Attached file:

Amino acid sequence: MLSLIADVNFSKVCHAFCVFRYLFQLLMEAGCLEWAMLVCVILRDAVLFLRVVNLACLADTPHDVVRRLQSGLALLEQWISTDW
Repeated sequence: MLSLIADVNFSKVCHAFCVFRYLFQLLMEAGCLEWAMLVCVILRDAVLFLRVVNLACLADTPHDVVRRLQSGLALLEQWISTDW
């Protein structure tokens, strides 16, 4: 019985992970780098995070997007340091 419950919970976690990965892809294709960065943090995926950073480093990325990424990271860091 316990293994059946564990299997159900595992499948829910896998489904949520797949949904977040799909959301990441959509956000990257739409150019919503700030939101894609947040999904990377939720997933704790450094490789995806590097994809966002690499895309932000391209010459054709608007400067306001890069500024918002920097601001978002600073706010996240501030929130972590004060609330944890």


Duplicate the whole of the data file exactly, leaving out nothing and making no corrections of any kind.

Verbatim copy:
Amino acid sequence: MLSLIADVNFSKVCHAFCVFRYLFQLLMEAGCLEWAMLVCVILRDAVLFLRVVNLACLADTPHDVVRRLQSGLALLEQWISTDW
Repeated sequence: MLSLIADVNFSKVCHAFCVFRYLFQLLMEAGCLEWAMLVCVILRDAVLFLRVVNLACLADTPHDVVRRLQSGLALLEQWISTDW
């Protein structure tokens, strides 16, 4: 019985992970780098995070997007340091 419950919970976690990965892809294709960065943090995926950073480093990325990424990271860091 316990293994059946564990299997159900595992499948829910896998489904949520797949949904977040799909959301990441959509956000990257739409150019919503700030939101894609947040999904990377939720997933704790450094490789995806590097994809966002690499895309932000391209010459054709608007400067306001890069500024918002920097601001978002600073706010996240501030929130972590004060609330944890």